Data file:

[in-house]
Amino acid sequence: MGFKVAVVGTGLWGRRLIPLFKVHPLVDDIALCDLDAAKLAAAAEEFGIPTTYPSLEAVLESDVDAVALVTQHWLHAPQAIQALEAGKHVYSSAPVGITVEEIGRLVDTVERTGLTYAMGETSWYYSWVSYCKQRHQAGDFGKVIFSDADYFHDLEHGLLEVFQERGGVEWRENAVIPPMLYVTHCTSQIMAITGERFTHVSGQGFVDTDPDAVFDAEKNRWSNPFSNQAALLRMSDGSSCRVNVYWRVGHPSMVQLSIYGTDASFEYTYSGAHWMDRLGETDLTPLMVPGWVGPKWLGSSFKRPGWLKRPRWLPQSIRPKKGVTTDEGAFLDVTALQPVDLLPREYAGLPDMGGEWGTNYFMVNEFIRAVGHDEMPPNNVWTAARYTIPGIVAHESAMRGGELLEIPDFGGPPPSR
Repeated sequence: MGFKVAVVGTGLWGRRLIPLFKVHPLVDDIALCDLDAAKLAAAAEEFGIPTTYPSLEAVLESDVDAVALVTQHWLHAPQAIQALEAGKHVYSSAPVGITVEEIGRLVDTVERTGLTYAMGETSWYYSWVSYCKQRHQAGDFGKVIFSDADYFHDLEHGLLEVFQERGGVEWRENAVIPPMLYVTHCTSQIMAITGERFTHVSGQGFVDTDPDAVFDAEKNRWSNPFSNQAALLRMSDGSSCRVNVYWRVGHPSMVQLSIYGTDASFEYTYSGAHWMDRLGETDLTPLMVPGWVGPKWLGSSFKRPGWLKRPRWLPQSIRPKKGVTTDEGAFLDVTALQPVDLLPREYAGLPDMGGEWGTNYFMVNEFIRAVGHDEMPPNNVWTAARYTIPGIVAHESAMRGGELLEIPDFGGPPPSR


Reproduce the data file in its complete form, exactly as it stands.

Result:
[in-house]
Amino acid sequence: MGFKVAVVGTGLWGRRLIPLFKVHPLVDDIALCDLDAAKLAAAAEEFGIPTTYPSLEAVLESDVDAVALVTQHWLHAPQAIQALEAGKHVYSSAPVGITVEEIGRLVDTVERTGLTYAMGETSWYYSWVSYCKQRHQAGDFGKVIFSDADYFHDLEHGLLEVFQERGGVEWRENAVIPPMLYVTHCTSQIMAITGERFTHVSGQGFVDTDPDAVFDAEKNRWSNPFSNQAALLRMSDGSSCRVNVYWRVGHPSMVQLSIYGTDASFEYTYSGAHWMDRLGETDLTPLMVPGWVGPKWLGSSFKRPGWLKRPRWLPQSIRPKKGVTTDEGAFLDVTALQPVDLLPREYAGLPDMGGEWGTNYFMVNEFIRAVGHDEMPPNNVWTAARYTIPGIVAHESAMRGGELLEIPDFGGPPPSR
Repeated sequence: MGFKVAVVGTGLWGRRLIPLFKVHPLVDDIALCDLDAAKLAAAAEEFGIPTTYPSLEAVLESDVDAVALVTQHWLHAPQAIQALEAGKHVYSSAPVGITVEEIGRLVDTVERTGLTYAMGETSWYYSWVSYCKQRHQAGDFGKVIFSDADYFHDLEHGLLEVFQERGGVEWRENAVIPPMLYVTHCTSQIMAITGERFTHVSGQGFVDTDPDAVFDAEKNRWSNPFSNQAALLRMSDGSSCRVNVYWRVGHPSMVQLSIYGTDASFEYTYSGAHWMDRLGETDLTPLMVPGWVGPKWLGSSFKRPGWLKRPRWLPQSIRPKKGVTTDEGAFLDVTALQPVDLLPREYAGLPDMGGEWGTNYFMVNEFIRAVGHDEMPPNNVWTAARYTIPGIVAHESAMRGGELLEIPDFGGPPPSR